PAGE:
Chief Prosecutor Warns Of Rise in Organized Crime

September 29, 2006

Costa Rica’s Chief Prosecutor warned of an increase in organized crime, hit men and contracted murders over the past year in the first public presentation of the annual report from the Prosecutor’s Office Sept. 22.

Chief Prosecutor Francisco Dall’Anese said the actions of these criminal groups put not only Costa Rican citizens at risk, but also the judicial process.

Sicariato (crime-for-hire) has been increasing in Costa Rica and is not limited to killing people, but also inflicting injuries, damaging property and making threats – all in exchange for money,”Dall’Anese told a full auditorium in the Judicial Investigation Police (OIJ) building in downtown San José.

The criminal groups’ influence has also seeped into some trials in what Dall’Anese said is “a new form of victimization” where witnesses are threatened and intimidated, causing them to change their testimony.

He added that the rise in sicariato is “clear evidence of the criminal organizations that contract them.” The only way to disband these groups, he said, is by investigating not only the circumstances and culprits of crimes such as murder, but also the deeper motives.

The discoveries of members of the Colombian guerrilla army Revolutionary Armed Force of Colombia (FARC) and the former guerrilla movement M-19 in Costa Rica “make us realize the weakness of our Immigration system,” Dall’Anese said. The Chief Prosecutor was referring to the recent arrest in Costa Rica of Héctor Orlando Martínez, an alleged FARC member wanted for atrocities in Colombia and accused of drug and arms trafficking in Costa Rica (TT, Aug. 11), and the detention of Libardo Parra, a former guerrilla with the disbanded M-19 accused of money laundering here and wanted in Colombia to serve a 24-year sentence for kidnapping, according to the daily La Nación.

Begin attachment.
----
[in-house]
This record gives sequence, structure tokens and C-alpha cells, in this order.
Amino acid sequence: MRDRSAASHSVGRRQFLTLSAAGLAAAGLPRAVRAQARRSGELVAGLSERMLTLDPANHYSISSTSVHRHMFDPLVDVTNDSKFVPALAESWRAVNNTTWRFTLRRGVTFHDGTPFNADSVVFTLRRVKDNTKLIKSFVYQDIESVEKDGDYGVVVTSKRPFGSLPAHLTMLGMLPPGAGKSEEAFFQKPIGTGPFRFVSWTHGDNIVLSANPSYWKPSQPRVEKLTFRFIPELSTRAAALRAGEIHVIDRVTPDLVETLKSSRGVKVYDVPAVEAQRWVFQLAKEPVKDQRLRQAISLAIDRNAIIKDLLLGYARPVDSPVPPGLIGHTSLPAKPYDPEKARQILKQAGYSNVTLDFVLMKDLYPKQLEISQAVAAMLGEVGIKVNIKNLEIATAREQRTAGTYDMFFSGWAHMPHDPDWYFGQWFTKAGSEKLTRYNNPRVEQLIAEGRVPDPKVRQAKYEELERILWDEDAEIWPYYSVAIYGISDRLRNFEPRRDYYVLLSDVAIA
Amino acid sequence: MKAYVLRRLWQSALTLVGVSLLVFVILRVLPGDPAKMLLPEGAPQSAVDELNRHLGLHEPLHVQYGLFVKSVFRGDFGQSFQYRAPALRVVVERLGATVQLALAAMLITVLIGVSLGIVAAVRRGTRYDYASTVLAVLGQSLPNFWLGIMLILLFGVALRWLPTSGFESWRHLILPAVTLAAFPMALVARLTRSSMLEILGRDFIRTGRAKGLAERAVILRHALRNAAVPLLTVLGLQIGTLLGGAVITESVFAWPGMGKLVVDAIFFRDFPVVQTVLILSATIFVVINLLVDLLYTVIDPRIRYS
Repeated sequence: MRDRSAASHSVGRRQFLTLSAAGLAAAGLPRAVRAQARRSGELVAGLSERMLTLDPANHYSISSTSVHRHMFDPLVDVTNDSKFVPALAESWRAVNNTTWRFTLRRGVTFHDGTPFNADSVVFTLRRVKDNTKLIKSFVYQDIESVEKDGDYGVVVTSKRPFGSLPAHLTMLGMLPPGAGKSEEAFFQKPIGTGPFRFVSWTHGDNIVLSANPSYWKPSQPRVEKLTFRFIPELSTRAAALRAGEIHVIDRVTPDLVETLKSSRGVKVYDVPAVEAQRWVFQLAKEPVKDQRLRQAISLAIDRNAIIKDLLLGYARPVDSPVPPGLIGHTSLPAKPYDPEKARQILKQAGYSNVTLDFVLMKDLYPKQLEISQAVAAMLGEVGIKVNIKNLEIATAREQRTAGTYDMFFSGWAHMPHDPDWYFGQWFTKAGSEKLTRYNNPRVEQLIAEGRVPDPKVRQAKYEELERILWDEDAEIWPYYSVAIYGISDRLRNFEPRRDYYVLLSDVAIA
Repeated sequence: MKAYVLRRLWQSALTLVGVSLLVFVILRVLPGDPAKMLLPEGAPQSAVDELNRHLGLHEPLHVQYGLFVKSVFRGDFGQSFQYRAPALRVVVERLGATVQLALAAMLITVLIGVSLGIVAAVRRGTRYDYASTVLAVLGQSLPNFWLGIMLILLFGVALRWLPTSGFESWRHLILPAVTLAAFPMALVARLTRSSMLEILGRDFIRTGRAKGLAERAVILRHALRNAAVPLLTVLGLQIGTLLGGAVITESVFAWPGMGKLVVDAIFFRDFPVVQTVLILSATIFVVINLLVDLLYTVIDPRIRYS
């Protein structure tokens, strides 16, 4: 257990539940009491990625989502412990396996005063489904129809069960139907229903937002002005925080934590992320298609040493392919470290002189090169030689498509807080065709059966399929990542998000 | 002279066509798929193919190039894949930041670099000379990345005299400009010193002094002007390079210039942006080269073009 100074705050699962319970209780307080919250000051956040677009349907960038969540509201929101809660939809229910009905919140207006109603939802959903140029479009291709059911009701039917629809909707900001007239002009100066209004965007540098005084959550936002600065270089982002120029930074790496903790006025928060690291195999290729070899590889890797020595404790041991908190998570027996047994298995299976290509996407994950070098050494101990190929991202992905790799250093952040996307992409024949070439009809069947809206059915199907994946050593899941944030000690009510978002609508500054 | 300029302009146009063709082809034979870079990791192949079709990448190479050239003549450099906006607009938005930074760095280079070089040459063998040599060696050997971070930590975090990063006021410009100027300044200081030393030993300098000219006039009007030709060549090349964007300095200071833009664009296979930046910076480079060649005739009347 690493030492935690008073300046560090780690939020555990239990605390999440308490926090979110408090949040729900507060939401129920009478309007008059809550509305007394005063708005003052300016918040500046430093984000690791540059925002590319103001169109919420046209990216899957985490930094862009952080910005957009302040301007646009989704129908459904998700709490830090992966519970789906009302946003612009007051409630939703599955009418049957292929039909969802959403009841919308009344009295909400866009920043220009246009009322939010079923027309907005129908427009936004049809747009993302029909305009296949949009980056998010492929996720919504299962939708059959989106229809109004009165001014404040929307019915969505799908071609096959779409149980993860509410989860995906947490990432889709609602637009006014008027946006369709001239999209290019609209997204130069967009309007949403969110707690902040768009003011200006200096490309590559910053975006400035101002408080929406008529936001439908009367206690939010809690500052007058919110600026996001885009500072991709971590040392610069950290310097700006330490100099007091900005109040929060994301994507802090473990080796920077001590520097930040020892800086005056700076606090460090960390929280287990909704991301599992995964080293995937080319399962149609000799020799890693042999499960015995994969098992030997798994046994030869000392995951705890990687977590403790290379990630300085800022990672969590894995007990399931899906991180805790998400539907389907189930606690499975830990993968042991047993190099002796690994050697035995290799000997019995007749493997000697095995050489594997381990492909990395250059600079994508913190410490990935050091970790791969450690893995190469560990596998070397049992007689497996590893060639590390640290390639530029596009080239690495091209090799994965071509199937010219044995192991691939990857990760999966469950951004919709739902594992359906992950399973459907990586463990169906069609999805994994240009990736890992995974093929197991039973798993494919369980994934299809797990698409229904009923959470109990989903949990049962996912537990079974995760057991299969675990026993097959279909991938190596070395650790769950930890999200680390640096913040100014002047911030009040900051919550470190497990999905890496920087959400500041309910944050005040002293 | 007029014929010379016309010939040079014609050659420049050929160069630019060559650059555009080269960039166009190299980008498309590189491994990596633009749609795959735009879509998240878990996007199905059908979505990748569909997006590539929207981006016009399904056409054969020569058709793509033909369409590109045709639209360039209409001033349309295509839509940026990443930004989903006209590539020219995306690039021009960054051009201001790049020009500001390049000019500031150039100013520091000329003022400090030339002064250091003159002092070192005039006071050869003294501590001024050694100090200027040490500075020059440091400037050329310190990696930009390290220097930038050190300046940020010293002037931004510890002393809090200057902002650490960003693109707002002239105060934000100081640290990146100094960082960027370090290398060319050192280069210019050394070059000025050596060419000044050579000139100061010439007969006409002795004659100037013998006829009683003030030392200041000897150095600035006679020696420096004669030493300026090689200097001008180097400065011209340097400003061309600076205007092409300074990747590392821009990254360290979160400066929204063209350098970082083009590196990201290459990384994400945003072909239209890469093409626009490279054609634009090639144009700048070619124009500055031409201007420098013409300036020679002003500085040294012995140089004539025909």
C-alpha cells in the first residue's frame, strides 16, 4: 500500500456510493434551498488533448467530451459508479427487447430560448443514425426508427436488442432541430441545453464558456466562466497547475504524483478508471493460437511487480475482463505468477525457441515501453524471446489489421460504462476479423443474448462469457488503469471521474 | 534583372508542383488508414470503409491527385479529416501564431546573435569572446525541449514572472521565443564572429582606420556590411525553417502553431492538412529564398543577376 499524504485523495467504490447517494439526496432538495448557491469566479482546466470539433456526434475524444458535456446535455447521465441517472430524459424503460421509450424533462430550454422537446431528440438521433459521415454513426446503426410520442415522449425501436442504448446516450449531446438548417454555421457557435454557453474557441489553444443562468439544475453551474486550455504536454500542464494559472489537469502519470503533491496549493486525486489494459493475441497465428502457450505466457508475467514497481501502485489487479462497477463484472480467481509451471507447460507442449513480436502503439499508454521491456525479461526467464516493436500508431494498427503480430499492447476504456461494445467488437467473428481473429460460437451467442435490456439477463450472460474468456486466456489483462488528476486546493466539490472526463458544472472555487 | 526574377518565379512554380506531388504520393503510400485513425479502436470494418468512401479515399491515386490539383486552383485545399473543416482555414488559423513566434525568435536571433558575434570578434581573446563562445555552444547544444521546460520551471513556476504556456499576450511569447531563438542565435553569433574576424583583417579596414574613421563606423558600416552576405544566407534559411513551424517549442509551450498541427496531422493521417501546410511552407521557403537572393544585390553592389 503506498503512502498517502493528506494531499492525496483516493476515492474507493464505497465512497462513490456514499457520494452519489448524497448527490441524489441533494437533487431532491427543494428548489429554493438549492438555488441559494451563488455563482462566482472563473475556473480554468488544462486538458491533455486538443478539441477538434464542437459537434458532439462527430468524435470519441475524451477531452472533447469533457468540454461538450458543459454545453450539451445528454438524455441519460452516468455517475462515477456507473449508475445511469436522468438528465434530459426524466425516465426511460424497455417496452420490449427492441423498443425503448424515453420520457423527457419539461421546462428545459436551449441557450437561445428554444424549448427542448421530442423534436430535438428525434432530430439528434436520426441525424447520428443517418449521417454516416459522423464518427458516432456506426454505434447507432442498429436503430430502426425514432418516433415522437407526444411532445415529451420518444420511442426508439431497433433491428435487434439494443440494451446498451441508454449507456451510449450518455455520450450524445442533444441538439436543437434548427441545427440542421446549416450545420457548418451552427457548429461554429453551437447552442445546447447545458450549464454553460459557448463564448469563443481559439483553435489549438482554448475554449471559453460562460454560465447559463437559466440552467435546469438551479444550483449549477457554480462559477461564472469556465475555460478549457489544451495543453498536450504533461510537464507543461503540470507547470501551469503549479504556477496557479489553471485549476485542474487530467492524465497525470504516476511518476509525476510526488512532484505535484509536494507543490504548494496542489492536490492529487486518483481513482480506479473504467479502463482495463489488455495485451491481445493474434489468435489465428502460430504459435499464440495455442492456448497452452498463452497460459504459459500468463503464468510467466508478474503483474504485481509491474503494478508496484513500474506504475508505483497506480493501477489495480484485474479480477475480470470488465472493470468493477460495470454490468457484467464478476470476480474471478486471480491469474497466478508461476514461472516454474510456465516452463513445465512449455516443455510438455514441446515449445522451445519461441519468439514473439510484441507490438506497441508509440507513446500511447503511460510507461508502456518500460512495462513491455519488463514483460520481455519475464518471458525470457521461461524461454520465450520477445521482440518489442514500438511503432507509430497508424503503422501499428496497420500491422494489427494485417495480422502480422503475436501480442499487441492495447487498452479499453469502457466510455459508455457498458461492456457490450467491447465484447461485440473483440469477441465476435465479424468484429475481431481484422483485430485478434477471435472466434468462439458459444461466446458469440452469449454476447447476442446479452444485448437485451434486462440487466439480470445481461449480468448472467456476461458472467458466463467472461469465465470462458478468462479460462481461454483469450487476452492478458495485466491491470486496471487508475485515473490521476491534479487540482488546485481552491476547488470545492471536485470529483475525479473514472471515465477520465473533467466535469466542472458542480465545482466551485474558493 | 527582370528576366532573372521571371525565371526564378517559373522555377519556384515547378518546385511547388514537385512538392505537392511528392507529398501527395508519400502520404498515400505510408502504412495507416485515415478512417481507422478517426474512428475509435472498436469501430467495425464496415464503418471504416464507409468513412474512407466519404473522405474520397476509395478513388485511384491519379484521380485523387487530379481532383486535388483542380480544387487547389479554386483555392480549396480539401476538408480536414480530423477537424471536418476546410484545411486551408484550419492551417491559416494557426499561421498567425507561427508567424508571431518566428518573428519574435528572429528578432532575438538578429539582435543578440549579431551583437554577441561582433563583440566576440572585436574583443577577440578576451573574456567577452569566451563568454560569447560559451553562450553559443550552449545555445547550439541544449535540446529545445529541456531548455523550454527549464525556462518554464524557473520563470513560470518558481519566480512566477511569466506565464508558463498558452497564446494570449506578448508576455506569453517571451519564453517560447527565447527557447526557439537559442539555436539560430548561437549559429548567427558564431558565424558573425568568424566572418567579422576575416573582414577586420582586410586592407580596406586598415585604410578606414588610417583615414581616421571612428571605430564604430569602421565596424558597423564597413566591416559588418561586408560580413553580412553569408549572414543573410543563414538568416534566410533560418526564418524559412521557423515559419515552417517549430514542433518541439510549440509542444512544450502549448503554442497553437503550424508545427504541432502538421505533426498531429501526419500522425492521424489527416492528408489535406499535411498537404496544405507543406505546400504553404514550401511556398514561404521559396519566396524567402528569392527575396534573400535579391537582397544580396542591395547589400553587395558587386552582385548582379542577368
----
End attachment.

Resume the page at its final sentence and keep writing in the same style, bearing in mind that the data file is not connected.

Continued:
Dall’Anese thanked Colombian officials during his speech for their recent collaboration with Costa Rican authorities in investigating the presence of these groups in Costa Rica and checking the backgrounds of 18,000 Colombians with residency and refugee status here (TT, Sept. 15).

The investigation into the backgrounds of 10,000 Colombian refugees in Costa Rica, however, has been criticized as a violation of the refugees’ rights (see separate article).

In Costa Rica, authorities discovered “at least two” organizations dedicated to the illegal trafficking of children in Costa Rica, one Costa Rican and the other Ecuadoran, Dall’Anese continued.However, authorities were able to prosecute only the Ecuadorans.

The case is being appealed, he said. Dall’Anese praised the efforts of the Prosecutor’s Office, in coordination with the OIJ, against Chinese criminal groups dedicated to kidnapping “Costa Rican citizens of Chinese origin.” Because of these efforts, the groups “have abandoned their activities,” he said.

At the same event, former Adjunct Chief Prosecutor Jorge Seguro was recognized for outstanding service.

 

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